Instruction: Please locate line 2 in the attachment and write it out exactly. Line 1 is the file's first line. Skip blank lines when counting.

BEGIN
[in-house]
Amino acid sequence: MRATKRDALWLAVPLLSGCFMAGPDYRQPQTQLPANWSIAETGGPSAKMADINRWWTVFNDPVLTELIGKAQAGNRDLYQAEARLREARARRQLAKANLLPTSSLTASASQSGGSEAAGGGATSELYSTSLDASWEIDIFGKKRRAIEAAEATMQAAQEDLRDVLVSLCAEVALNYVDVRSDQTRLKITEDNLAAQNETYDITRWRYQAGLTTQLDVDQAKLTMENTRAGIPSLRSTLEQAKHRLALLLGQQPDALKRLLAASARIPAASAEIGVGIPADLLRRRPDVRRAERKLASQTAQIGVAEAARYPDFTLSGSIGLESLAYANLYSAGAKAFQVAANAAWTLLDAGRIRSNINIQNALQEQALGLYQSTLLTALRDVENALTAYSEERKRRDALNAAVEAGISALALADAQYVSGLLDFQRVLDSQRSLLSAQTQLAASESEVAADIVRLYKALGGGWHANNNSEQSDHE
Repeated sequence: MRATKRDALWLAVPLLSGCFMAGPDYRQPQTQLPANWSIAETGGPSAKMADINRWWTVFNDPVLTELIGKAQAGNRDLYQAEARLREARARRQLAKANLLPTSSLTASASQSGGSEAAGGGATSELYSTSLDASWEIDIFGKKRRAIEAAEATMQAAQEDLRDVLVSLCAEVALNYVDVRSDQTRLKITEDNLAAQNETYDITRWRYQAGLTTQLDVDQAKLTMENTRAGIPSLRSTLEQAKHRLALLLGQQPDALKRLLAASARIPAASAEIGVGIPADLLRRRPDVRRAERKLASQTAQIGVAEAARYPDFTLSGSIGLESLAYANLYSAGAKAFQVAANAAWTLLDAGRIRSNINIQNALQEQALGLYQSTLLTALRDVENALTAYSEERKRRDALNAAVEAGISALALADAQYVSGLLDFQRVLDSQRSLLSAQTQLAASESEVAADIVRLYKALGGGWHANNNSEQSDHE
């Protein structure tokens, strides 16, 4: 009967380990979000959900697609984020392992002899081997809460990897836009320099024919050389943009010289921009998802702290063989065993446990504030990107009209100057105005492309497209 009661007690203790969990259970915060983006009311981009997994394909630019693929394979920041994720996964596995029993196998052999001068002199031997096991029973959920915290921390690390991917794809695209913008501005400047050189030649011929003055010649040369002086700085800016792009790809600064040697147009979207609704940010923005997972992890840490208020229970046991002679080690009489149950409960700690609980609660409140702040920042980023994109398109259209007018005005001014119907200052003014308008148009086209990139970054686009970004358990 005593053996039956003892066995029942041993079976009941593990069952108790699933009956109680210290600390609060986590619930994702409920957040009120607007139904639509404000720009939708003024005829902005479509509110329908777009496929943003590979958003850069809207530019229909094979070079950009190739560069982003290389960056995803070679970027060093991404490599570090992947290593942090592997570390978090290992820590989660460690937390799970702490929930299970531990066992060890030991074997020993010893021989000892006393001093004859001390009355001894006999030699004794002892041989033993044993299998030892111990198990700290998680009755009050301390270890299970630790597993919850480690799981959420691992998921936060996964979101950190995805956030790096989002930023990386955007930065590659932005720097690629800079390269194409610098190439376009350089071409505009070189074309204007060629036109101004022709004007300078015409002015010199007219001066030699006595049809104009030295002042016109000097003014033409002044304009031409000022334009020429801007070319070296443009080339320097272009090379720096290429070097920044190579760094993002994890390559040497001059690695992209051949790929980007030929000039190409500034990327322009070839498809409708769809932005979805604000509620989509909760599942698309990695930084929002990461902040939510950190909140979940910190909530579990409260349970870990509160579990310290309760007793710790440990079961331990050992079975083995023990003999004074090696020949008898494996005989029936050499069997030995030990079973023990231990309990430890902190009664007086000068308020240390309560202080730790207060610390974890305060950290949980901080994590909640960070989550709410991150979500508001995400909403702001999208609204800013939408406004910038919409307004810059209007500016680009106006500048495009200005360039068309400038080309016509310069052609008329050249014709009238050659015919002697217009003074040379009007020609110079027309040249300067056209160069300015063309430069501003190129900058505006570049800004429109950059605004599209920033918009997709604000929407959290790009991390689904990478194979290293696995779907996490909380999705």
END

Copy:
Amino acid sequence: MRATKRDALWLAVPLLSGCFMAGPDYRQPQTQLPANWSIAETGGPSAKMADINRWWTVFNDPVLTELIGKAQAGNRDLYQAEARLREARARRQLAKANLLPTSSLTASASQSGGSEAAGGGATSELYSTSLDASWEIDIFGKKRRAIEAAEATMQAAQEDLRDVLVSLCAEVALNYVDVRSDQTRLKITEDNLAAQNETYDITRWRYQAGLTTQLDVDQAKLTMENTRAGIPSLRSTLEQAKHRLALLLGQQPDALKRLLAASARIPAASAEIGVGIPADLLRRRPDVRRAERKLASQTAQIGVAEAARYPDFTLSGSIGLESLAYANLYSAGAKAFQVAANAAWTLLDAGRIRSNINIQNALQEQALGLYQSTLLTALRDVENALTAYSEERKRRDALNAAVEAGISALALADAQYVSGLLDFQRVLDSQRSLLSAQTQLAASESEVAADIVRLYKALGGGWHANNNSEQSDHE